Rear Window, remake

Rear Window, remake

A shame, but this straight-to-tv movie staring Christopher Reeve (after his accident) is nothing but a vehicle for him to talk about disability issues.  The whole story gets completely bogged down in this educating.

I’m all for teaching people about disability issues, that’s a real passion of mine. ¬†If you’re going to use a fictional story to do that, though, it has to be gentle, in the background, and not overwhelming the plot. ¬†This feels more like a documentary on quadriplegia than a fiction movie.

The original Alfred Hitchcock Rear Window has the main character in a wheelchair with a broken leg, and his immobility is used to up the ante on the fear. ¬†Similar to my comments on Bone Collector and MonkeyShines, it isn’t surprising that suspense movies like to trap characters in vulnerable situations.

Someone took the opportunity to remake this movie and rewrite to make the disability¬†permanent. ¬†Unnecessarily, the rewriting is extensive, showing the character’s accident and all kinds of new details that were not relevant to the story. ¬†Apparently Reeve didn’t do the writing, according to this review: “ …the slack, awkwardly updated, and frequently confusing teleplay by Eric Overmyer (Homicide: Life on the Street) and Larry Gross (48 HRS.).” Ken Tucker, Entertainment Weekly, November 20, 1998.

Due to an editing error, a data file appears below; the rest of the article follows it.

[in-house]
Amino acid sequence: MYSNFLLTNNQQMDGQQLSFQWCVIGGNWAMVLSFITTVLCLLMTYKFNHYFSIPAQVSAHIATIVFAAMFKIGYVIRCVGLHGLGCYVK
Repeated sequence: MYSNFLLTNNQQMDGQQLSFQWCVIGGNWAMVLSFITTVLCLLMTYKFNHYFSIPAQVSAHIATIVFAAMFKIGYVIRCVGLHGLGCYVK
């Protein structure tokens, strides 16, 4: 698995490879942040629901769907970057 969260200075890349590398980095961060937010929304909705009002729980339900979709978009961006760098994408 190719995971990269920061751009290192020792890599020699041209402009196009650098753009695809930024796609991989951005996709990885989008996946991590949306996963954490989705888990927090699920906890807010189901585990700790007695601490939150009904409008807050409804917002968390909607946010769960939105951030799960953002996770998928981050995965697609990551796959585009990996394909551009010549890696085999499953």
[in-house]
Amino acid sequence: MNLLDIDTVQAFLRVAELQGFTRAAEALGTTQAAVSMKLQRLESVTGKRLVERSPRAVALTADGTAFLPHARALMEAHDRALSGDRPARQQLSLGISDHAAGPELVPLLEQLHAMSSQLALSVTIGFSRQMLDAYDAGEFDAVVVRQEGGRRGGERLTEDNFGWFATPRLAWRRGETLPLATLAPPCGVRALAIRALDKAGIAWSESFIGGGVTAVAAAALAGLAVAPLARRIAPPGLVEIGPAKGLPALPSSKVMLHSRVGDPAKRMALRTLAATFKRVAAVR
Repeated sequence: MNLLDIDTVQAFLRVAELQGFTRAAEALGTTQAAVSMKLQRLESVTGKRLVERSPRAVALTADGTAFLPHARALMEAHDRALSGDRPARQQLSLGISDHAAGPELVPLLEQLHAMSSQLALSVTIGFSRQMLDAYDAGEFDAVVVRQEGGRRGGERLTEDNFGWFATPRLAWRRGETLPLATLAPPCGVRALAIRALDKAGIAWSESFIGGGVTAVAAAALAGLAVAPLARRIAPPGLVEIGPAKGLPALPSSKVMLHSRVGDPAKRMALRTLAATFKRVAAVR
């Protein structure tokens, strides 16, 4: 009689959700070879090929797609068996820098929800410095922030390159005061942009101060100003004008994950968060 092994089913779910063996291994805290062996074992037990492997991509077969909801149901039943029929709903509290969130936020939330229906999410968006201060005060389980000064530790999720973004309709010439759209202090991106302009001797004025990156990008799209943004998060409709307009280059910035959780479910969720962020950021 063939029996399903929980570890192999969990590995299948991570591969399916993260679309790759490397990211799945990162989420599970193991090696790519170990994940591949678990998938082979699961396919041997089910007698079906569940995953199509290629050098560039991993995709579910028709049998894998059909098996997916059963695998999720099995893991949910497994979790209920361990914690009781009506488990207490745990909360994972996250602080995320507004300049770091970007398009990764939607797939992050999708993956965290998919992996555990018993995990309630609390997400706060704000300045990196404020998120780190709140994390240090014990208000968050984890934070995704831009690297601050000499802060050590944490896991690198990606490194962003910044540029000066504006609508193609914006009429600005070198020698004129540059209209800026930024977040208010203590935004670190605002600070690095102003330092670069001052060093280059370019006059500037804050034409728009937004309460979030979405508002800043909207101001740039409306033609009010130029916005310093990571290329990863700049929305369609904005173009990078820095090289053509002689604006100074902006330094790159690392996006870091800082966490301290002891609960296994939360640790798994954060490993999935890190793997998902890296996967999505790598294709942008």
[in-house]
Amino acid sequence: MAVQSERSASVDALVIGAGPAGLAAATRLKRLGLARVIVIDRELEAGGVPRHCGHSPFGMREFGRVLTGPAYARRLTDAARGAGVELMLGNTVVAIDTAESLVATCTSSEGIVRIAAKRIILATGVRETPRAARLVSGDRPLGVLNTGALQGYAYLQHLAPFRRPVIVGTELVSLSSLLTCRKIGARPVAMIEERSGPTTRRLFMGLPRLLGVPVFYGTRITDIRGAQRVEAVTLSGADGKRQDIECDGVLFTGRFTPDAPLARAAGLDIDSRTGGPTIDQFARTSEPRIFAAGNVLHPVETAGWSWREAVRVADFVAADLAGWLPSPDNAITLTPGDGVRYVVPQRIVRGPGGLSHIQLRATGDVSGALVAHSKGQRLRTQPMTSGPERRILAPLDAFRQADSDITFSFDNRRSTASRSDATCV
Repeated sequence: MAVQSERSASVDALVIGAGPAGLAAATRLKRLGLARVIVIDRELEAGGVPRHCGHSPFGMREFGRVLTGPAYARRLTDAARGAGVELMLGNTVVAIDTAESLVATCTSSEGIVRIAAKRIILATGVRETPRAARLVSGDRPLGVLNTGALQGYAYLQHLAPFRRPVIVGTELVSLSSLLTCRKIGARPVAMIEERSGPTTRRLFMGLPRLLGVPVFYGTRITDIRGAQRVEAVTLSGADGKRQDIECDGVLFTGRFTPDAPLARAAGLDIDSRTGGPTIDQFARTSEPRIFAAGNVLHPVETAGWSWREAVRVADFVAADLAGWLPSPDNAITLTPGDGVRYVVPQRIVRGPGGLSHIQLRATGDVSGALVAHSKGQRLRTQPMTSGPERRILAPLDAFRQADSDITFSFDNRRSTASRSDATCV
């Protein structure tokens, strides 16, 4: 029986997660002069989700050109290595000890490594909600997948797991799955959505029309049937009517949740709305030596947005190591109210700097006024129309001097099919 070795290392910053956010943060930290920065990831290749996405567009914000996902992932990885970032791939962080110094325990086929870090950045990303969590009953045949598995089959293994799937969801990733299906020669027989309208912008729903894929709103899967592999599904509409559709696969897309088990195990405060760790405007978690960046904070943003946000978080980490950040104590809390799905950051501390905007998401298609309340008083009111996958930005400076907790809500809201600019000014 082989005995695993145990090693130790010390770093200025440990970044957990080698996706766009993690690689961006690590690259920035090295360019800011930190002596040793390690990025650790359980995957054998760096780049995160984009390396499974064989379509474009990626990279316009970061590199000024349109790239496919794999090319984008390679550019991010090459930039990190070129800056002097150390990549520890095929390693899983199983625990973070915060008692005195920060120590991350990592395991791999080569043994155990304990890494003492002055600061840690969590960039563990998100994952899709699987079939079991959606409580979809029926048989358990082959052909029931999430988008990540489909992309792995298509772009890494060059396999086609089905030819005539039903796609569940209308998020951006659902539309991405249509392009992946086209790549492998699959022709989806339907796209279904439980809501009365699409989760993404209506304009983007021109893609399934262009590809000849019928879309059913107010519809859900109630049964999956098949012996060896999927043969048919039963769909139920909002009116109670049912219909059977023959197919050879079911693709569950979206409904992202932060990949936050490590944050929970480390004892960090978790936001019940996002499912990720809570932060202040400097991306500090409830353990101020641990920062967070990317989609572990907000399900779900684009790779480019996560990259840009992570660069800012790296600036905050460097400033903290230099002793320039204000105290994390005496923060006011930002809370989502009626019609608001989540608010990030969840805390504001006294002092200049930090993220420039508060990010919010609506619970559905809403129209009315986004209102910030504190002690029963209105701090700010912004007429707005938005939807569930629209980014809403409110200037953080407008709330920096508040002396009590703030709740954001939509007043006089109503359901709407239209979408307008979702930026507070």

It still seems like a mouthpiece for Reeve’s ideas, as evidenced by this line of dialog from the movie, ¬†“I’ve done the research. They’re this close to a cure for spinal cord trauma. Time comes, I intend to be ready.” ¬†What is the difference between Reeve and this character he is playing? ¬†That sounds like Reeve’s soundbite.

A glowing review has this to say, “After it aired the American Paralysis Association had to add more phones because of the overflow of viewers making contributions at their 1-800-225-0292 number. Reeve…credits¬†Rear Window as being more effective than a documentary in aiding the disabled.” ¬†That’s not a good thing. ¬†I mean, really it is, it’s great, but this isn’t a movie you watch for entertainment and relaxation. ¬†It is propaganda, designed to make you think about severe disability. ¬†It does that well, but it sacrifices the integrity of the story to accomplish it.

The review also says, “Reeve thinks his role will increase opportunities, and hopes it leads to a time when disabled characters have no special meaning but are simply characters. ‘We’re getting used to minorities and women in responsible positions and viewers think nothing of it. It would be great if we could get to the same point with the disabled.'” ¬†That I agree with completely! ¬†I don’t see how this role will lead to that end, since the movie is consumed with focusing on the disability.

Props to Reeve for the attempt, it’s awesome to have a true-life high-level quad in a movie. ¬†It is excellent to show that life can still be very complete for someone with such a severe injury. ¬†The¬†execution¬†fell short, though.

 

 

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